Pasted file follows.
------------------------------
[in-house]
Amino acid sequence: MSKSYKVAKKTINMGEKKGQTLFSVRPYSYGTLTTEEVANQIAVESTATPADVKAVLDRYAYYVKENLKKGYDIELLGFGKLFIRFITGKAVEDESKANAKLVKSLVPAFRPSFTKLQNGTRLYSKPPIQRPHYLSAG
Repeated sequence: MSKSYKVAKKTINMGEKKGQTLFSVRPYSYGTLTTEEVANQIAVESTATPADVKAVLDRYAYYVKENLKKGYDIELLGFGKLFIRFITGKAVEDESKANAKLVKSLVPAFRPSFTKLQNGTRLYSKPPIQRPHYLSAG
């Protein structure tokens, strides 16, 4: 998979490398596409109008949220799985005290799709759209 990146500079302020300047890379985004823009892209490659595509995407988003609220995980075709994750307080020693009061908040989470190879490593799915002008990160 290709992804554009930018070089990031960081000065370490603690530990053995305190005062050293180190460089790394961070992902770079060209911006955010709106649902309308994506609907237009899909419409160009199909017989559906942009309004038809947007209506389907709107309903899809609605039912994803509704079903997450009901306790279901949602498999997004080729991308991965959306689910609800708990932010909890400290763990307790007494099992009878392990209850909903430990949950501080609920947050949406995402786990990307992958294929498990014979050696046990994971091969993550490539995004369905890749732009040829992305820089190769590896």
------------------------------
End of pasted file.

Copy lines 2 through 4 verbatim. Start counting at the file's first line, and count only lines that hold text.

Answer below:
Amino acid sequence: MSKSYKVAKKTINMGEKKGQTLFSVRPYSYGTLTTEEVANQIAVESTATPADVKAVLDRYAYYVKENLKKGYDIELLGFGKLFIRFITGKAVEDESKANAKLVKSLVPAFRPSFTKLQNGTRLYSKPPIQRPHYLSAG
Repeated sequence: MSKSYKVAKKTINMGEKKGQTLFSVRPYSYGTLTTEEVANQIAVESTATPADVKAVLDRYAYYVKENLKKGYDIELLGFGKLFIRFITGKAVEDESKANAKLVKSLVPAFRPSFTKLQNGTRLYSKPPIQRPHYLSAG
């Protein structure tokens, strides 16, 4: 998979490398596409109008949220799985005290799709759209 990146500079302020300047890379985004823009892209490659595509995407988003609220995980075709994750307080020693009061908040989470190879490593799915002008990160 290709992804554009930018070089990031960081000065370490603690530990053995305190005062050293180190460089790394961070992902770079060209911006955010709106649902309308994506609907237009899909419409160009199909017989559906942009309004038809947007209506389907709107309903899809609605039912994803509704079903997450009901306790279901949602498999997004080729991308991965959306689910609800708990932010909890400290763990307790007494099992009878392990209850909903430990949950501080609920947050949406995402786990990307992958294929498990014979050696046990994971091969993550490539995004369905890749732009040829992305820089190769590896």